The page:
Movie Love Seen Through an Immigrant Story: Abel Ferrara’s THE PROJECTIONIST

By James Kenney

Abel Ferrara’s filmmaking talent is immeasurable, still often eclipsed by the violent nature of his early dazzling grindhouse efforts Ms. 45, Fear City and The Driller Killer.  I think he still has trouble, in the U.S. anyway, of losing the tag “sleazy,” no doubt largely due to his body of work but also an outsized reputation for volatile behavior and drug addiction that he talks openly about although he’s been sober for over a decade, living a quiet live in Rome with his wife and young child, documented in his charming documentary Piazza Vittorio.  Certainly his angry, audacious early works such as King of New York, Bad Lieutenant and the Funeral have been succeeded by largely thoughtful meditative works in the 21st century, where even in his film about New York City drug dealing, R’Xmas, the only thing shot is a basketball; one problem with Ferrarar’s rightful recognition as one of the major talents still working is despite a recent Museum of Modern Art retrospective, the majority of his 21st century work has not received much distribution in the U.S.  Pasolini, Tommasso, Go-Go Tales, Mary; most American moviegoers haven’t heard of these, never mind viewed them. But he’s been a most prolific filmmaker and anything he puts his name to is made with honesty, by his own rules, luckily having some bankable actors, particularly Willem Dafoe, who is a neighbor in Rome, ready to show up and work.  Ferrara has also made several low-profile documentaries, the most recent of which is The Projectionist, about Cyprus-born and NYC-made theater owner Nicolas Nicolau, who has kept several neighborhood theaters going in New York City despite rising rents and corporate competition, namely the Alpine in Brooklyn, the Cinema Village in Manhattan, and the Cinemart in Queens, a theater I regularly attend with delight at its sensible prices for both tickets and popcorn.

It’s an eccentric choice for documentary subject only as Nicolau has led a comparatively low-profile, uneventful life in that he is the “typical” immigrant story: come to the U.S. with nothing, work hard, build a fortune, and have a nice family that helps you run the business as you get older.  But what likely caught Ferrara’s eye is Nick is an immediately empathetic figure to any film-lover; having made his millions running movie theaters (ok, there has been some real estate transactions as well), his love for movie theaters keeps him from selling the buildings that house them even when, particularly with the Cinema Village in Manhattan, he could make literally tens of millions of dollars doing so. 

And his love is unequivocal; working his way up in Manhattan theaters until he had enough money to buy his own, it didn’t matter to him where he worked; art houses, porn houses gay and straight, he loves movie theaters (while noting you could make a lot more cash running an adult house back in the 70s).  Ferrara can appreciate the American immigrant-makes-him-millions story does involve doing with good humor what others would not; the adult theater industry in Manhattan at the time was often run by aging Jewish woman who had escaped the Holocaust, and when they aged out, Nick took over.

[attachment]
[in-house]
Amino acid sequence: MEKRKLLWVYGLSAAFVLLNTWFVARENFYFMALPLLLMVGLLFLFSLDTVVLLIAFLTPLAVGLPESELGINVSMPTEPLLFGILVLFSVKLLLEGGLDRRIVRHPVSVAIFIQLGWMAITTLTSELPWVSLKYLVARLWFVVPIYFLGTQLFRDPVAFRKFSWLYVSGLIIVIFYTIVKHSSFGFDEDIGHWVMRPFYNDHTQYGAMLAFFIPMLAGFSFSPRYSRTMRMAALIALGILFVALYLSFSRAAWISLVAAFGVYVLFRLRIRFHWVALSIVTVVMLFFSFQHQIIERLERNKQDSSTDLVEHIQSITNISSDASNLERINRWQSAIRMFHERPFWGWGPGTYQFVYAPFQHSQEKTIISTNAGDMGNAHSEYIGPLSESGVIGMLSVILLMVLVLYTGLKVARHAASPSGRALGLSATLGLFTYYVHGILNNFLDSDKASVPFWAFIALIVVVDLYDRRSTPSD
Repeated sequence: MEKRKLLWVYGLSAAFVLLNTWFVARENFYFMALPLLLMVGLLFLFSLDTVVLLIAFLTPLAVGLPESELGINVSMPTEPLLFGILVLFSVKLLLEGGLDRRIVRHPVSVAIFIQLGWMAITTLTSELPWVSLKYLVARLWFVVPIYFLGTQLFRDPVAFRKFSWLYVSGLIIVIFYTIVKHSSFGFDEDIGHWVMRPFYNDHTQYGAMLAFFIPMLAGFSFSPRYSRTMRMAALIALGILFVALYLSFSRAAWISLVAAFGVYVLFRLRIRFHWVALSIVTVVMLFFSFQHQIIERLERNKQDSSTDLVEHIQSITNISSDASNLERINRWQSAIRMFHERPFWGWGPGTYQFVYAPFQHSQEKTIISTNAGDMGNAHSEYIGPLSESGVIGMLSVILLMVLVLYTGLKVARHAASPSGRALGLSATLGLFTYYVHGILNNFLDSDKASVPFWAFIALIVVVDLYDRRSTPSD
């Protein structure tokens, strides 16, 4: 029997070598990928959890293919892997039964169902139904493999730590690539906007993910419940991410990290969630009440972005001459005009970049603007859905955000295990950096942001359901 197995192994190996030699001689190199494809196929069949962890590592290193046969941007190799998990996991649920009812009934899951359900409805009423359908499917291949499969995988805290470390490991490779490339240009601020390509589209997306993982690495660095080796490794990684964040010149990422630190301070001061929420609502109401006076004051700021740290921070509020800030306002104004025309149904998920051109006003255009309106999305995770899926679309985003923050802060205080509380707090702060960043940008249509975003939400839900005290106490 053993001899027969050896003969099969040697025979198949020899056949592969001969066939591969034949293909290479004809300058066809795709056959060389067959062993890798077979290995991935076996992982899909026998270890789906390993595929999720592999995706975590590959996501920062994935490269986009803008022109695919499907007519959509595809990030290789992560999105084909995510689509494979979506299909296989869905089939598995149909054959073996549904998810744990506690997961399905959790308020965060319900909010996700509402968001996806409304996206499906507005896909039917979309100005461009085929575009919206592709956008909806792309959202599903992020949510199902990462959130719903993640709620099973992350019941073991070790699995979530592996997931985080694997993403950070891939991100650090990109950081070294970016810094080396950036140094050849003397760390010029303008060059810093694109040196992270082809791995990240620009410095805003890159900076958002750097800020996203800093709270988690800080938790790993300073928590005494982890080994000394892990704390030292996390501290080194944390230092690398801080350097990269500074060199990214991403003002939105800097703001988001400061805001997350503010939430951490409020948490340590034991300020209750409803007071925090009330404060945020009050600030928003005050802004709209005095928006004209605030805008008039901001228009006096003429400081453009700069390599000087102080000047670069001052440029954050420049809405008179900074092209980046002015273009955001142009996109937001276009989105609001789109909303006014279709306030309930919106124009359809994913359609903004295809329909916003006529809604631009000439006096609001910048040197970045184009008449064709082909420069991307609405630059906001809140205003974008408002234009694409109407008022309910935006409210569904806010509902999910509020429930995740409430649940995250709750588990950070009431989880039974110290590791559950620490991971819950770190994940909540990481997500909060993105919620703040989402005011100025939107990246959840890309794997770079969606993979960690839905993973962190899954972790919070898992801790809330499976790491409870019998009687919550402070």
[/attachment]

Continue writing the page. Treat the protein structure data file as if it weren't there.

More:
Ferrara gets some good-looking footage of the quiet, quaint Cyprus village Nick grew up in and contrasts it with the hustle and bustle of modern New York City, as Nick gives him a tour of all the locations that once housed key New York art and porn houses that now house banks and cafes, save the independent theaters he still runs. Most pleasingly for film lovers, Ferrara utilizes much historic footage and stills from the 60s, 70s and 80s displaying the marquees of cinemas no longer with us, along with excerpts from movies that played in theaters Nick worked at or ran, such as Taxi Driver and various examples of gay and straight porn, all of it feeling like it belongs to a wholly different universe than the one we currently live in.  But we remember. As for Nicolau, if he has any personal demons, Ferrara doesn’t suss them out.  He comes off as a affable hard-working guy who rewards loyalty, loves New York, the movies, and his family, which does mean the movie doesn’t achieve the heft one often finds in the best documentaries; we never have the moment of epiphany where we recognize we have learned something new on the subject, perchance something the subject doesn’t even want us to know about.  Ferrara seems to simply admire what Nicolau is about and wants to document his immigrant story and love of movies and New York City.  For movie lovers, Abel Ferrara’s The Projectionist is vital, and while I’m at it, so is all of Ferrara’s underseen 21st century work

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